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Barriers for Women in Saudi Arabia Essay (Article)


The rights of women in Saudi Arabia have been an issue since the inception of the Kingdom. Segregation leads to a multitude of problems for women who seek to make a career in Saudi Arabia, but due to modernization, the attitudes towards women and their roles in society are changing.

Segregation and Workplace Discrimination

Saudi Arabia practices two different types of practices concerning women. The first one is the creation of women-only public spaces. This program was created to appease the more conservative citizens of the country. It is an older practice aimed to create businesses and public places, as well as to have stricter control over the female population (Geel 363). But since the early 2000s, the Saudi Arabian government introduced a new practice of mixed-gender business. This practice was named ikhtilat, and it was implemented to gain a balance between the conservative members of the public and the emerging liberal movement. Ikhtilat was always less supported by the government, but it is slowly gaining supporters amongst the government (Geel 365). Both practices are often debated and deal with complex issues of religion, globalization, and modernization of the country (Geel 376).

Workplace culture in Saudi Arabia is gendered. Women often experience gender stereotyping when applying to different specialties. For example, positions of surgeons are considered masculine, and women are not associated with these types of jobs. Ideas of female leadership are common, but with a distinction, that female leadership should be separate from male leadership (Alwazzan and Rees 862). Unfortunately, this negative attitude toward female leadership is preventing the exploitation of the potential of female leaders. A large segment of them had higher education and earned master’s and Ph.D. degrees.

Therefore, they are more than qualified for those positions (Kattan et al. 104). Women are less likely to receive a career promotion. They tend to work more hours for lower wages, their extra duties are often not rewarded, and a general lack of appreciation in the workplace is common. These factors lead to a fall in productivity, and difficulties in time management. Sometimes female workers do not even receive feedback on their performance, preventing them from improving their work habits (Rajeh et al. 8). A woman in Saudi Arabia is expected to combine 40 hours of work a week with daily care for their household and family. This perception leads to a much harder process of balancing life and work for female workers. Subsequently, female workers are likely to receive more stress, suffer from depression, and become ill (Azeem and Altalhi 186).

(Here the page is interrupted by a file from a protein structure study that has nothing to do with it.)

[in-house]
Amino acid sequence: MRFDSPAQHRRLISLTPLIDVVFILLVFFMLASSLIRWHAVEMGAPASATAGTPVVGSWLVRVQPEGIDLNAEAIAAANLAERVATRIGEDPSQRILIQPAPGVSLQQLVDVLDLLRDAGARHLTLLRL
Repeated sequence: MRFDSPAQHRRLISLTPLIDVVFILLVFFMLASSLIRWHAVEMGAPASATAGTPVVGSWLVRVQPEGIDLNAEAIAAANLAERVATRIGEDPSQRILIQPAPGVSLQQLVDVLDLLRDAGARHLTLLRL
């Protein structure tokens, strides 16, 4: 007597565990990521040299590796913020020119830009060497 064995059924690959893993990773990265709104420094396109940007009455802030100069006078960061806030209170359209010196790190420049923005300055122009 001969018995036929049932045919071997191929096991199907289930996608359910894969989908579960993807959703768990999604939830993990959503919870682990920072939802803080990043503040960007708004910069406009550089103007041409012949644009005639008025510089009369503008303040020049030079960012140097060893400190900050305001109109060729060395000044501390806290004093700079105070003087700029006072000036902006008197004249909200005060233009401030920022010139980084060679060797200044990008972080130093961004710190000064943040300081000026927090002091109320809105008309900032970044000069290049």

Although this segregation is evident and is almost considered to be a part of the cultural identity of the Kingdom of Saudi Arabia, modernization, and changes it brings to the gender roles are already on the horizon. After interviewing a large group of college students, a study found that almost half see these changes as positive and that the reasons for the negative perception of them lie in the extreme dedication to tradition, which is common in Saudi Arabia. More than half of women and almost half of the men who were interviewed about this topic believe that these changes should improve their professional lives and give more career opportunities to women. Education beyond university is seen as the main benefiting factor for women who seek higher career positions. The majority of the Saudi Arabian population is under the age of 25, and this factor leads to the government creating new economic sectors that more likely to employ a person who participated in additional higher education. On the other hand, the issue of access to the job market for women is still the main barrier to their employment (Al-Bakr et al. 61).


Segregation is a clear problem for female workers in Saudi Arabia. They are overworked, underappreciated, and are unlikely to receive a promotion, but perhaps with the new generations growing in modern society, there will be more support for women in the workplace.

Works Cited

Al-Bakr, Fawziah et al. “Empowered but not Equal: Challenging the Traditional Gender Roles as Seen by University Students in Saudi Arabia”. Forum for International Research in Education, vol. 4, no. 1, 2017, pp. 52-66.

Alwazzan, Lulu and Charlotte E Rees. “Women in Medical Education: Views and Experiences from the Kingdom of Saudi Arabia”. Medical Education, vol. 50, no. 8, 2016, pp. 852-865. Wiley-Blackwell, Web.

Azeem, Syed Mohammad and Hassen Altalhi. “Role of Perceived Work-Life Balance and Job Satisfaction in Developing Organizational Commitment Among Hospital Employees in Saudi Arabia”. International Journal of Academic Research in Business and Social Sciences, vol. 5, no. 12, 2015, pp. 185-197. Human Resources Management Academic Research Society (HRMARS), Web.

Geel, Annemarie. “Separate or Together? Women-Only Public Spaces and Participation of Saudi Women in the Public Domain in Saudi Arabia”. Contemporary Islam, vol. 10, no. 3, 2016, pp. 357-378. Springer Nature, Web.

Kattan, Manal Matouq et al. “Factors of Successful Women Leadership in Saudi Arabia”. Asian Social Science, vol. 12, no. 5, 2016, p. 94. Canadian Center of Science and Education, Web.

Rajeh, M. et al. “Are There Barriers for Professional Development of Women Dentists? A Qualitative Study in Saudi Arabia”. JDR Clinical & Translational Research, vol. 20, no. 10, 2017, p. 238008441668508. SAGE Publications, Web.

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